Kearns did tell WTOC that Chatham E.S.’s projected budget for the 2021 fiscal year is $26,500,000. Kearns said the projected earnings sit at $26,360,000. That’s a $140,000 shortfall.

Kearns said Chatham Fire’s significant budget shortfall is the reason for that. According to Kearns, Chatham Fire’s projected budget is $10,500,000. Its income is a projected $7,500,000… a $3,000,000 shortfall.

WTOC cannot independently verify those numbers. Kearns tells WTOC – per their contract with Chatham County – the county has the ability to audit Chatham E.S. at any time and can appoint someone representing the county to its board. Furthermore, Kearns said Chatham E.S. shares its budget with members at its annual meeting. Kearns said the budget is shared verbally at those meetings but added that the meetings are recorded.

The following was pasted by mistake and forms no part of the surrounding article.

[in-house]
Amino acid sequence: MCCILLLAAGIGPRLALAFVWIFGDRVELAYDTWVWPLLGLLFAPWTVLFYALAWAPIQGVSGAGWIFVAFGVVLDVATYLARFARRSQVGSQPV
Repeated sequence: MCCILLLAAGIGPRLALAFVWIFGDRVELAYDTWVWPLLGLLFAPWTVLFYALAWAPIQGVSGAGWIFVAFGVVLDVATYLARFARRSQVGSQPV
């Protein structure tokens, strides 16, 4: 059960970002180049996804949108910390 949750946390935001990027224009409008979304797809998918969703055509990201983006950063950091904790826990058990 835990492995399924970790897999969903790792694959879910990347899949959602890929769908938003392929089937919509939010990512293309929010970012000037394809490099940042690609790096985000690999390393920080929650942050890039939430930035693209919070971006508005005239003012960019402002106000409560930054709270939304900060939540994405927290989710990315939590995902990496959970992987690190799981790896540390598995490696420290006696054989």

Some subscribers tell WTOC they feel it’s time non-subscribers pay-up.

“They’re not supporting who they should. Yet, when you dial 9-1-1, guess who shows up,” said Joe Cantrell, a resident of unincorporated Chatham County and a Chatham E.S. subscriber. Chatham County resident and longtime subscriber Ed Chapman feels the same way.

“There’s just got to be a way to figure this out,” Chapman said. “Because our first responders don’t deserve this right now.”

But not everyone is on the same page. Some residents are concerned about being forced to pay a subscription or tax, to a private company. Skidaway Island resident - and longtime subscriber - Judson Cuttino is one of them.

“Currently, right now, they have a monopoly,” said Cuttino.